Some College of Education students at Eastern Michigan University have had their academic careers affected by nearby school districts’ boycotting of the university’s student teachers and pledging to not hire alumni teachers.
“I requested to be placed in Washtenaw County, but their schools said they aren’t taking many student teachers from EMU because of the EAA,” said EMU senior Caitlin Jaynes, an elementary education major.
“It’s frustrating when you’ve made it this far, and then you could possibly get hung up due to the politics of the situation,” she said.
Directors from the College of Education have discussed the possibility of placing student teachers in parochial and charter schools along with public schools.
“The student teacher directors have promised us we’ll get a placement,” Jaynes said, “Everyone at the college of education is very upset. Some professors have even said we should contact our government representatives.”
Northville, Taylor and most Washtenaw County school districts are not seeking alumni teachers or student teachers from EMU, and the fallout has been noticeable to students at EMU with teaching aspirations.
However, not every school in Washtenaw County is in agreement with the boycott.
“Milan Area Schools is still accepting student teachers from EMU,” Bryan Girbach, superintendent of Milan area schools, said. “We have continued our relations with Eastern, and right now I don’t have any reason to do otherwise.”
Girbach said he is aware of the boycott but still works with EMU student teachers on a regular basis.
“I know superintendents from other schools have made their own choices about whether or not to accept Eastern student teachers, and I understand why, but we continue to have good relations with EMU,” Girbach said.
Nora Martin taught at EMU for 37 years where she also received her B.S. and M.A. degrees. She retired from the College of Education and was hired back to be EMU’s interim director of student teaching for this school year. She said the education students at EMU are being used as a leveraging tool in the EAA debate.
“Some school districts are opposed to the concept of the EAA, and they’re upset and taking it out on the students,” Martin said.
Martin said despite the protests, the department has still been able to find placements for students within the boycotted schools.
“We have still been able to place some students in those districts through personal relationships with certain people within the school districts,” she said, “But, they are boycotting the majority of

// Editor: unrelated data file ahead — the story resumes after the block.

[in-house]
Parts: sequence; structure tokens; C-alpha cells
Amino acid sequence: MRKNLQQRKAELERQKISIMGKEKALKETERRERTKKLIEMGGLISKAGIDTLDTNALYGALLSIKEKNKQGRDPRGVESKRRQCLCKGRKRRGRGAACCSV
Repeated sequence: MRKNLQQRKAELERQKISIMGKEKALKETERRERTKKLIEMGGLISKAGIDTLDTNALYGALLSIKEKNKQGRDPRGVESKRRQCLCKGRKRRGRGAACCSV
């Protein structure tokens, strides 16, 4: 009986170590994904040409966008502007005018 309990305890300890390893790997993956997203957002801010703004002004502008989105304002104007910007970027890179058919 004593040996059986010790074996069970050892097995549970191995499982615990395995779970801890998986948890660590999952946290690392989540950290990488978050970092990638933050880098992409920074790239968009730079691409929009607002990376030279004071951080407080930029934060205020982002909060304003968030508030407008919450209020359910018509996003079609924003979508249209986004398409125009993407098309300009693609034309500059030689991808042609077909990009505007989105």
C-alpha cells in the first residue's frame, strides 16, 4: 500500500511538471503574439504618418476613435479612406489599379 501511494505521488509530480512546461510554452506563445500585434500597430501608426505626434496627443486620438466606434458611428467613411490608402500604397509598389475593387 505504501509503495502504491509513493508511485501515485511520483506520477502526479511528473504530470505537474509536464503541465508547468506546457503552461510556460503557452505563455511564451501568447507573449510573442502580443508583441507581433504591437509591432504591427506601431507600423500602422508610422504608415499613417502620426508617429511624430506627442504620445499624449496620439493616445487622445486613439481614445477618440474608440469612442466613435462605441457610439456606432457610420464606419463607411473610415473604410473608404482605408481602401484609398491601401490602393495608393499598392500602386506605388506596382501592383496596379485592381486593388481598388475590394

EMU student teachers.”
Martin said the College of Education is still determined to allocate the student teachers.
“We are obligated to place our students, so we will find a place,” Martin said.Steve Camron, a special education professor at EMU and Chair of the College of Education Council, said the effects of the boycott are apparent.
“EMU’s getting into a state of non-electability for our teachers and students,” he said. “I just had a student trying to do pre-clinicals at Lincoln schools, and she couldn’t get placed because of the boycott.”
Camron said the recent faculty cuts within the college of education haven’t helped the situation.
“The majority lecturers that were laid off helped make student teacher placements, and we relied on them to do so,” he said.
Camron said more schools are beginning to deny EMU student teacher applicants, and the results could become more detrimental for aspiring teachers and the college of education as a whole.
“It will have a dramatic impact in the fall when Ann Arbor begins their boycott, because it’s a district a lot of students try to get placed in,” he said.
Jan Joseph, college of education dean who just took a new job as executive vice chancellor for academic affairs at Indiana University South Bend, said there were some complications due to the boycott, according to MLive in fall 2013.
“In many ways, our students and future teachers are caught in the middle of this conversation,” Joseph said. “The result is we’re having some difficulty in placing them.”
Christine Stead, the vice president of the board of education for Ann Arbor public schools, said the
EAA is a political issue that doesn’t reflect EMU’s ability to create quality teachers.
“Eastern has a long reputation of providing high quality teachers that stretches throughout this region and beyond, and I don’t think the EAA is necessarily tarnishing that image,” she said. “The negative feedback is more centered towards the board of regents for signing the agreement and allowing the university to be the chartering agency for the EAA.”
Stead said the EAA needs to make changes in order to receive less opposition.
“Most people are looking for the EAA not to take away the voice of the local communities, and the EAA needs to come up with some kind of responsible budget,” Stead said.
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